Aquatic Plant Forum banner
1 - 7 of 7 Posts

·
Registered
Joined
·
3 Posts
Discussion Starter · #1 ·
Hi APC folks,

I am a newb to this forum and really appreciate all the amazing knowledge that is shared through this community. I have been playing with plants (both aquatic and terrestrial) for at least a decade now but have only been in the hobby for a couple of years.

Anyways, I love the whole Araceae family, so naturally my interests gravitate towards the Cryptocoryne and Bucephalandra genera.

Now to my observation/question...Over the last few months I have noticed that small pieces (~1/8") of rhizome from C. wendtii will get caught in between blades of Eleocharis. When this happens and they are able stay there long enough they will slowly send out a root or two and begin to slowly bury themselves beneath the substrate. Simultaneously they will grow a new leaf and vuala! The plant has colonized new territory! Having not taken plant physiology in a while I was wondering what mechanism allowed a sessile organism to "move" in this way? I haven't seen any other Cryptocoryne species do this but was wondering if anyone else had witnessed this cool behavior?

Much Thanks - Kaya
 

·
Super Moderator
Joined
·
5,888 Posts
Welcome to APC!

What you see is called fragmentation, a form of asexual reproduction in which small pieces of the plant break off, drift to a new location, and slowly grow into a complete plant. It is reasonably common in aquatic plants, but we often miss it in our aquaria because we tend to clean up all these little bits. It is a pretty tricky dispersal mechanism.
 

·
Registered
Joined
·
3 Posts
Discussion Starter · #3 ·
Thanks for the response Michael. Indeed, many aquatic plants are hydrochoric. What fascinated me was the self-burial mechanism in this Cryptocoryne sp. I am familiar with the mechanics of self-burial of some terrestrial plant seeds whose morphologies respond to humidity changes from the surroundings. To witness it in an aquatic plant is quite fascinating because this fragment lacks the hygroscopically active awns of the Geraniaceae genera I know of. I'm guessing theres some kind of contractile rotation and a helix structure involved as the root cap moves through the substrate...but that's really just a guess.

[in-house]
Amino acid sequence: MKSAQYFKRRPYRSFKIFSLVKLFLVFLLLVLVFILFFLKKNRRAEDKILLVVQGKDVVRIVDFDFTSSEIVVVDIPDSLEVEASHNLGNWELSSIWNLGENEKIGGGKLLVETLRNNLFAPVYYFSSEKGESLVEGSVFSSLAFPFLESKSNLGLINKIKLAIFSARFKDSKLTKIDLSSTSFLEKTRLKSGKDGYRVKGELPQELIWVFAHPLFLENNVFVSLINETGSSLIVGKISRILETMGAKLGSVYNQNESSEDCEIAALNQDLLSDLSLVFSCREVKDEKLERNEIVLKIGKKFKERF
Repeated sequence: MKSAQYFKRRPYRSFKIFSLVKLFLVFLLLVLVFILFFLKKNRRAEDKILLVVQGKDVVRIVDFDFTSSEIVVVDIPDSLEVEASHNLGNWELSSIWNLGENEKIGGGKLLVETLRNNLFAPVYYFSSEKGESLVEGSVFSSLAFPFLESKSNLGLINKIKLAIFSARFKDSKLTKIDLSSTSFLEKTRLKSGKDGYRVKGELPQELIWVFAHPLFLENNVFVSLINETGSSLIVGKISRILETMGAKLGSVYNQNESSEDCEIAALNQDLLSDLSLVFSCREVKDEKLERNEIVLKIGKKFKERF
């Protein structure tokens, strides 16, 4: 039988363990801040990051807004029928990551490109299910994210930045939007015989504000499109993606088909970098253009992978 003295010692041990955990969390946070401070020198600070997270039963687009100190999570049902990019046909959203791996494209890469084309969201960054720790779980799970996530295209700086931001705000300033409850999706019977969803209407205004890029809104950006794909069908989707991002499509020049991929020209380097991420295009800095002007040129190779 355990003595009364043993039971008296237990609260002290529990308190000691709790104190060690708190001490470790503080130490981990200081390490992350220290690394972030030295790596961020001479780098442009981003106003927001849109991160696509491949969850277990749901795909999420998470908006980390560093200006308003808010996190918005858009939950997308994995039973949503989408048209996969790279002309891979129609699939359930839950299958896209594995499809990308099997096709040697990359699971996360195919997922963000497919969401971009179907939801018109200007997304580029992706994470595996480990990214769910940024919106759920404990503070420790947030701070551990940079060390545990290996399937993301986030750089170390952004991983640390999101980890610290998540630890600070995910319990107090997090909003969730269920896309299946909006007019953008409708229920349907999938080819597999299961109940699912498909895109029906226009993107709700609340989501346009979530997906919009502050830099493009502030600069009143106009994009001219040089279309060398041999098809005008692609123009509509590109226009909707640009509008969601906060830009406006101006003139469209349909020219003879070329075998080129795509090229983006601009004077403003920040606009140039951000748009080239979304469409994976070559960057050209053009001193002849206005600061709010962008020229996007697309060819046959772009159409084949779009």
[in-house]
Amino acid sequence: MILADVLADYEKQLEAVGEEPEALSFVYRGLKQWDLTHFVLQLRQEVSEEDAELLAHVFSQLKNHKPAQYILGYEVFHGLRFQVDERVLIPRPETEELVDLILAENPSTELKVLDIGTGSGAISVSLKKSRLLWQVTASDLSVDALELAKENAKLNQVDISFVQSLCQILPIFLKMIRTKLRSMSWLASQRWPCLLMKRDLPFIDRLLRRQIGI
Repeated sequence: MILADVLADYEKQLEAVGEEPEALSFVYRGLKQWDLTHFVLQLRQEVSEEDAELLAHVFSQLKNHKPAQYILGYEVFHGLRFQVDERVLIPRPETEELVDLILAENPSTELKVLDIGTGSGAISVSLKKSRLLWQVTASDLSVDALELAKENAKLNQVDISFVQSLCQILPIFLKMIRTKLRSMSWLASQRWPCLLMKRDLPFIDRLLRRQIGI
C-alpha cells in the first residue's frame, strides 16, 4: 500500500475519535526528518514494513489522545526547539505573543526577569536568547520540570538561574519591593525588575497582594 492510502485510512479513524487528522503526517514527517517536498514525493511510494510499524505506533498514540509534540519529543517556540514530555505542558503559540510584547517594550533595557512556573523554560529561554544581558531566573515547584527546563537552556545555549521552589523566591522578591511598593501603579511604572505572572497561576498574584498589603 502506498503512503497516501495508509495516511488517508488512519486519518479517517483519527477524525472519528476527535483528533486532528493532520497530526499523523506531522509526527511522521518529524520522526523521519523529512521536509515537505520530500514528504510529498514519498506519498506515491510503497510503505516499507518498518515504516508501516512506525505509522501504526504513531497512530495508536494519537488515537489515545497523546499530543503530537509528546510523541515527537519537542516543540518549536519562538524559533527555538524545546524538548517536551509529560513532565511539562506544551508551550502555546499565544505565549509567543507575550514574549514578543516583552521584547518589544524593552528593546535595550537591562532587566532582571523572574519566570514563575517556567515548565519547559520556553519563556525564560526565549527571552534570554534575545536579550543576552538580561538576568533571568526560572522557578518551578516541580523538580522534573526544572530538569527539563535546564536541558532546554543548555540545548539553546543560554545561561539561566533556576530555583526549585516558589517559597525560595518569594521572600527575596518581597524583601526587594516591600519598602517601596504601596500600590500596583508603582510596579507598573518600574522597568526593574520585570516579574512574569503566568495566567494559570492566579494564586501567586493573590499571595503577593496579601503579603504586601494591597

·
Registered
Joined
·
64 Posts
Great observation, I've experienced the same with C. xwillisii. Some Cryptocoryne spp. do have highly contractible roots, utilizing transverse rings, to put the plant deeper into the substrate. Not all species have them however. Some of this info can be found on Jan Bastmeijer's site, The Crypt Pages.
 

·
Registered
Joined
·
415 Posts
Jason is correct that contractible roots allow a lot of crypts to settle their rhizome into the soil at a suitable depth; after seedlings establish themselves at the surface, many aroids utilize this to get their tubers/rhizomes deep into the soil. Same-o for many other plants.

The transverse rings is what you see after the roots contracted.
 

·
Registered
Joined
·
266 Posts
I have no idea what Araceae is until I search the web. The genus includes many popular terrestrial ornamental plants and aquatic plants such as Anubias, Buce and Crypts. Surprisingly, duck weed is also Araceae .

http://www.aroid.org/genera/

I thought Crypts is a rosette plant and didn't know it has rizhome. Does it mean it can be attached to rock and driftwood and grow like Anubias and Buce.
 

·
Registered
Joined
·
415 Posts
I have no idea what Araceae is until I search the web. The genus includes many popular terrestrial ornamental plants and aquatic plants such as Anubias, Buce and Crypts. Surprisingly, duck weed is also Araceae .
http://www.aroid.org/genera/
Araceae is the family (which includes many aroid genera); genus is more like a human "family name" (and placed first like in many Asian countries). The species name consists of the genus and a "given name": Cryptocoryne cordata [genus: Cryptocoryne, species: C. cordata].

I thought Crypts is a rosette plant and didn't know it has rizhome.
Most rosette plants have a rhizome/tuber (only rarely a bulb as in Crinum); it may be short and growing vertically/slowly though.

Does it mean it can be attached to rock and driftwood and grow like Anubias and Buce.
Actually, you can do this with quite a few crypts, too. However, it certainly is not their preferred live style and they will send their roots down into the soil and escape by sending out runners... ;)
 
1 - 7 of 7 Posts
Top